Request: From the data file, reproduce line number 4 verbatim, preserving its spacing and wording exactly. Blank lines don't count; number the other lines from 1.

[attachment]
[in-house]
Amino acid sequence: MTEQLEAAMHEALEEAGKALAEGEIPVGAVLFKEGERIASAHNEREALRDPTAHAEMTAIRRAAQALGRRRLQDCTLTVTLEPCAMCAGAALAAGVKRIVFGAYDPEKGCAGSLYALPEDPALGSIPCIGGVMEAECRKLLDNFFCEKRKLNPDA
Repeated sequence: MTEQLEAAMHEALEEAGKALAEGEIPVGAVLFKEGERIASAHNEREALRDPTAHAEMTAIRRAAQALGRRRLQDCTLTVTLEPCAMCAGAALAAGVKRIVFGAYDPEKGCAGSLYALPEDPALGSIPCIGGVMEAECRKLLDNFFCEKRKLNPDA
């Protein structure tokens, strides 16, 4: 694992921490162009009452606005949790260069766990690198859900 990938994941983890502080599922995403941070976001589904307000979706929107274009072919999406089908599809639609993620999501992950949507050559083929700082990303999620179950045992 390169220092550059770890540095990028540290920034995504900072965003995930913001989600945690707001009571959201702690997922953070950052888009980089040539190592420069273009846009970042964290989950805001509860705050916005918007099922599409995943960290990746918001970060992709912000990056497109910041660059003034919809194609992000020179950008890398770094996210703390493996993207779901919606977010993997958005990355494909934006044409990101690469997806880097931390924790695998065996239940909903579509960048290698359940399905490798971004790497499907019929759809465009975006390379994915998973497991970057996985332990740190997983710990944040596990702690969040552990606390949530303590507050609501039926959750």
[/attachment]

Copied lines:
């Protein structure tokens, strides 16, 4: 694992921490162009009452606005949790260069766990690198859900 990938994941983890502080599922995403941070976001589904307000979706929107274009072919999406089908599809639609993620999501992950949507050559083929700082990303999620179950045992 390169220092550059770890540095990028540290920034995504900072965003995930913001989600945690707001009571959201702690997922953070950052888009980089040539190592420069273009846009970042964290989950805001509860705050916005918007099922599409995943960290990746918001970060992709912000990056497109910041660059003034919809194609992000020179950008890398770094996210703390493996993207779901919606977010993997958005990355494909934006044409990101690469997806880097931390924790695998065996239940909903579509960048290698359940399905490798971004790497499907019929759809465009975006390379994915998973497991970057996985332990740190997983710990944040596990702690969040552990606390949530303590507050609501039926959750």